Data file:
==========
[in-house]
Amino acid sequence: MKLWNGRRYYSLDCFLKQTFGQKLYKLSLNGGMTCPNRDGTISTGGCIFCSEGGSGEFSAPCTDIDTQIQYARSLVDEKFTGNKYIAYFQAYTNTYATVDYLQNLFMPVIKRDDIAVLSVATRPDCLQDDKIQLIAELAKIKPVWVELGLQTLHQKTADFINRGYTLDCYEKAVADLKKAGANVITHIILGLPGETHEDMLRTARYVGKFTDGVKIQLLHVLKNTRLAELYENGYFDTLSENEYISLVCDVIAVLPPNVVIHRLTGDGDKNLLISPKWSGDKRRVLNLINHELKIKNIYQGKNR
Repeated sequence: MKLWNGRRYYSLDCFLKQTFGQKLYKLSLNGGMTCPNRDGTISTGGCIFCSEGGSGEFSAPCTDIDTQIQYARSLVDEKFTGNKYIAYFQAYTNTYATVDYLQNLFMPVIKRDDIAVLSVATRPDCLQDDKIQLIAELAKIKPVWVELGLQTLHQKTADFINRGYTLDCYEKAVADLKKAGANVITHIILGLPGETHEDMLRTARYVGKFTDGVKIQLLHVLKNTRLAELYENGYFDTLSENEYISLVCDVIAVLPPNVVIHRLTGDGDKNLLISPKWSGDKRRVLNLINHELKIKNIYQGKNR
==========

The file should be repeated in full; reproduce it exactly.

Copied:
[in-house]
Amino acid sequence: MKLWNGRRYYSLDCFLKQTFGQKLYKLSLNGGMTCPNRDGTISTGGCIFCSEGGSGEFSAPCTDIDTQIQYARSLVDEKFTGNKYIAYFQAYTNTYATVDYLQNLFMPVIKRDDIAVLSVATRPDCLQDDKIQLIAELAKIKPVWVELGLQTLHQKTADFINRGYTLDCYEKAVADLKKAGANVITHIILGLPGETHEDMLRTARYVGKFTDGVKIQLLHVLKNTRLAELYENGYFDTLSENEYISLVCDVIAVLPPNVVIHRLTGDGDKNLLISPKWSGDKRRVLNLINHELKIKNIYQGKNR
Repeated sequence: MKLWNGRRYYSLDCFLKQTFGQKLYKLSLNGGMTCPNRDGTISTGGCIFCSEGGSGEFSAPCTDIDTQIQYARSLVDEKFTGNKYIAYFQAYTNTYATVDYLQNLFMPVIKRDDIAVLSVATRPDCLQDDKIQLIAELAKIKPVWVELGLQTLHQKTADFINRGYTLDCYEKAVADLKKAGANVITHIILGLPGETHEDMLRTARYVGKFTDGVKIQLLHVLKNTRLAELYENGYFDTLSENEYISLVCDVIAVLPPNVVIHRLTGDGDKNLLISPKWSGDKRRVLNLINHELKIKNIYQGKNR